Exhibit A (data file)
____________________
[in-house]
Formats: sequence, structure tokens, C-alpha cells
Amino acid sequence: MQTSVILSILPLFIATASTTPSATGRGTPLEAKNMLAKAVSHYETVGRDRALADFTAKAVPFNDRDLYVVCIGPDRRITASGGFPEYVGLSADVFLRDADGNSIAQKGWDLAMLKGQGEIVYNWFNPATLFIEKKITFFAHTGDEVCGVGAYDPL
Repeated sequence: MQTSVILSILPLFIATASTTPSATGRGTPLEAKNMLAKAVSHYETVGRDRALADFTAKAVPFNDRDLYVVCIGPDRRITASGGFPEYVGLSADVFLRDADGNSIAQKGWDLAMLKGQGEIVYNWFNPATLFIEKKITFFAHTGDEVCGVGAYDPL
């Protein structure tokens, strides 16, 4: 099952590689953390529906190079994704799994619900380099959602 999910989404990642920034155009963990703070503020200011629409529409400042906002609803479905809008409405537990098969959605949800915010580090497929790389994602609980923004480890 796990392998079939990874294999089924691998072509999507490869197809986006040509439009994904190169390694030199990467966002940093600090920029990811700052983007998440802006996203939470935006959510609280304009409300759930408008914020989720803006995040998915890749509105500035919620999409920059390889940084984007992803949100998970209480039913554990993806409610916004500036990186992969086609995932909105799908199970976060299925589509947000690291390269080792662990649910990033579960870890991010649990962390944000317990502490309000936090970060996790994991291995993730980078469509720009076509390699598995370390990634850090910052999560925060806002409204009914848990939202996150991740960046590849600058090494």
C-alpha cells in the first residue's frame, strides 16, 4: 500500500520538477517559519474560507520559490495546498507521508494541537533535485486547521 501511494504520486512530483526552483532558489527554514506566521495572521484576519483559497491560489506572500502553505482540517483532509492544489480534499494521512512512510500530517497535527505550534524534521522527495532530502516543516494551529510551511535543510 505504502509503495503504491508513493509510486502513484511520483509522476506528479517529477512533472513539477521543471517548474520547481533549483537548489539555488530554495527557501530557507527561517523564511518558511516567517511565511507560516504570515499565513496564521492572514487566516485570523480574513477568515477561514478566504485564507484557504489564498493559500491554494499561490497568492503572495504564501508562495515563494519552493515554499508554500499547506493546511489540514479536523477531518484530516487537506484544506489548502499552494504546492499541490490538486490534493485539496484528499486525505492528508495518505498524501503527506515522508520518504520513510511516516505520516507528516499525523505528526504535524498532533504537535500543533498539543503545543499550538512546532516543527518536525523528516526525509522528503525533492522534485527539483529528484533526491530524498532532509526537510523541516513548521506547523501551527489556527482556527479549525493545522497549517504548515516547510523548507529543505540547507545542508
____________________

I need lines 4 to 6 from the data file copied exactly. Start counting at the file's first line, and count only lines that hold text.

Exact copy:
Repeated sequence: MQTSVILSILPLFIATASTTPSATGRGTPLEAKNMLAKAVSHYETVGRDRALADFTAKAVPFNDRDLYVVCIGPDRRITASGGFPEYVGLSADVFLRDADGNSIAQKGWDLAMLKGQGEIVYNWFNPATLFIEKKITFFAHTGDEVCGVGAYDPL
């Protein structure tokens, strides 16, 4: 099952590689953390529906190079994704799994619900380099959602 999910989404990642920034155009963990703070503020200011629409529409400042906002609803479905809008409405537990098969959605949800915010580090497929790389994602609980923004480890 796990392998079939990874294999089924691998072509999507490869197809986006040509439009994904190169390694030199990467966002940093600090920029990811700052983007998440802006996203939470935006959510609280304009409300759930408008914020989720803006995040998915890749509105500035919620999409920059390889940084984007992803949100998970209480039913554990993806409610916004500036990186992969086609995932909105799908199970976060299925589509947000690291390269080792662990649910990033579960870890991010649990962390944000317990502490309000936090970060996790994991291995993730980078469509720009076509390699598995370390990634850090910052999560925060806002409204009914848990939202996150991740960046590849600058090494």
C-alpha cells in the first residue's frame, strides 16, 4: 500500500520538477517559519474560507520559490495546498507521508494541537533535485486547521 501511494504520486512530483526552483532558489527554514506566521495572521484576519483559497491560489506572500502553505482540517483532509492544489480534499494521512512512510500530517497535527505550534524534521522527495532530502516543516494551529510551511535543510 505504502509503495503504491508513493509510486502513484511520483509522476506528479517529477512533472513539477521543471517548474520547481533549483537548489539555488530554495527557501530557507527561517523564511518558511516567517511565511507560516504570515499565513496564521492572514487566516485570523480574513477568515477561514478566504485564507484557504489564498493559500491554494499561490497568492503572495504564501508562495515563494519552493515554499508554500499547506493546511489540514479536523477531518484530516487537506484544506489548502499552494504546492499541490490538486490534493485539496484528499486525505492528508495518505498524501503527506515522508520518504520513510511516516505520516507528516499525523505528526504535524498532533504537535500543533498539543503545543499550538512546532516543527518536525523528516526525509522528503525533492522534485527539483529528484533526491530524498532532509526537510523541516513548521506547523501551527489556527482556527479549525493545522497549517504548515516547510523548507529543505540547507545542508